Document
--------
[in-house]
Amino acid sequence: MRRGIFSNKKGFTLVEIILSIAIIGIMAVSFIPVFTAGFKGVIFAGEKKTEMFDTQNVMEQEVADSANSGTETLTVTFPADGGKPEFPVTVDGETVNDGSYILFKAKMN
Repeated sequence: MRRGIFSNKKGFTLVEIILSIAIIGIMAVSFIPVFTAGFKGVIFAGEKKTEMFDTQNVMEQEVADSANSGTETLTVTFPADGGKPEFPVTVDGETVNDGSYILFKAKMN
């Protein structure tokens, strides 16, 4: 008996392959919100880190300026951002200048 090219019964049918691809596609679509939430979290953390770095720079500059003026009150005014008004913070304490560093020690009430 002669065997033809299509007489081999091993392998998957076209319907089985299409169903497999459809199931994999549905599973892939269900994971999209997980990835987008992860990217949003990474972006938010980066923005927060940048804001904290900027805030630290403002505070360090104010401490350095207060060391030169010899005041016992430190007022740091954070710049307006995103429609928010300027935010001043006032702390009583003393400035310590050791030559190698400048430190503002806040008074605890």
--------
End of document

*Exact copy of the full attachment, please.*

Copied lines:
[in-house]
Amino acid sequence: MRRGIFSNKKGFTLVEIILSIAIIGIMAVSFIPVFTAGFKGVIFAGEKKTEMFDTQNVMEQEVADSANSGTETLTVTFPADGGKPEFPVTVDGETVNDGSYILFKAKMN
Repeated sequence: MRRGIFSNKKGFTLVEIILSIAIIGIMAVSFIPVFTAGFKGVIFAGEKKTEMFDTQNVMEQEVADSANSGTETLTVTFPADGGKPEFPVTVDGETVNDGSYILFKAKMN
């Protein structure tokens, strides 16, 4: 008996392959919100880190300026951002200048 090219019964049918691809596609679509939430979290953390770095720079500059003026009150005014008004913070304490560093020690009430 002669065997033809299509007489081999091993392998998957076209319907089985299409169903497999459809199931994999549905599973892939269900994971999209997980990835987008992860990217949003990474972006938010980066923005927060940048804001904290900027805030630290403002505070360090104010401490350095207060060391030169010899005041016992430190007022740091954070710049307006995103429609928010300027935010001043006032702390009583003393400035310590050791030559190698400048430190503002806040008074605890």